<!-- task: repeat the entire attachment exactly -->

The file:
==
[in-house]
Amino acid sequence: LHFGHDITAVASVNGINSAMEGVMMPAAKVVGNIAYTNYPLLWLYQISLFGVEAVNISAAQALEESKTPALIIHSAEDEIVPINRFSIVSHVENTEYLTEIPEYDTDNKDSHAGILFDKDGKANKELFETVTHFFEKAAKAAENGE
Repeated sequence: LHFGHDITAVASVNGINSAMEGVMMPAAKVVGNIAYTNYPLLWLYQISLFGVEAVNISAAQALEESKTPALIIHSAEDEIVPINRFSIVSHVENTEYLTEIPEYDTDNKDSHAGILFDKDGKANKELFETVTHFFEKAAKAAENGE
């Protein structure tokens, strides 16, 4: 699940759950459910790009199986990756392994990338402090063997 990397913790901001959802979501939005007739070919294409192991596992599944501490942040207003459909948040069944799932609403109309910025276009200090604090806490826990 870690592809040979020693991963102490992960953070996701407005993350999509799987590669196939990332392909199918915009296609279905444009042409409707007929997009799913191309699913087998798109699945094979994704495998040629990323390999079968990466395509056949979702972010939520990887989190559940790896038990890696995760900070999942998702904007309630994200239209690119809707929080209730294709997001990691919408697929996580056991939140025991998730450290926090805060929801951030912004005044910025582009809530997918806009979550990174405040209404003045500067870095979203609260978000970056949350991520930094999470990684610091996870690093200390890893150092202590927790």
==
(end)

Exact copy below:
[in-house]
Amino acid sequence: LHFGHDITAVASVNGINSAMEGVMMPAAKVVGNIAYTNYPLLWLYQISLFGVEAVNISAAQALEESKTPALIIHSAEDEIVPINRFSIVSHVENTEYLTEIPEYDTDNKDSHAGILFDKDGKANKELFETVTHFFEKAAKAAENGE
Repeated sequence: LHFGHDITAVASVNGINSAMEGVMMPAAKVVGNIAYTNYPLLWLYQISLFGVEAVNISAAQALEESKTPALIIHSAEDEIVPINRFSIVSHVENTEYLTEIPEYDTDNKDSHAGILFDKDGKANKELFETVTHFFEKAAKAAENGE
């Protein structure tokens, strides 16, 4: 699940759950459910790009199986990756392994990338402090063997 990397913790901001959802979501939005007739070919294409192991596992599944501490942040207003459909948040069944799932609403109309910025276009200090604090806490826990 870690592809040979020693991963102490992960953070996701407005993350999509799987590669196939990332392909199918915009296609279905444009042409409707007929997009799913191309699913087998798109699945094979994704495998040629990323390999079968990466395509056949979702972010939520990887989190559940790896038990890696995760900070999942998702904007309630994200239209690119809707929080209730294709997001990691919408697929996580056991939140025991998730450290926090805060929801951030912004005044910025582009809530997918806009979550990174405040209404003045500067870095979203609260978000970056949350991520930094999470990684610091996870690093200390890893150092202590927790």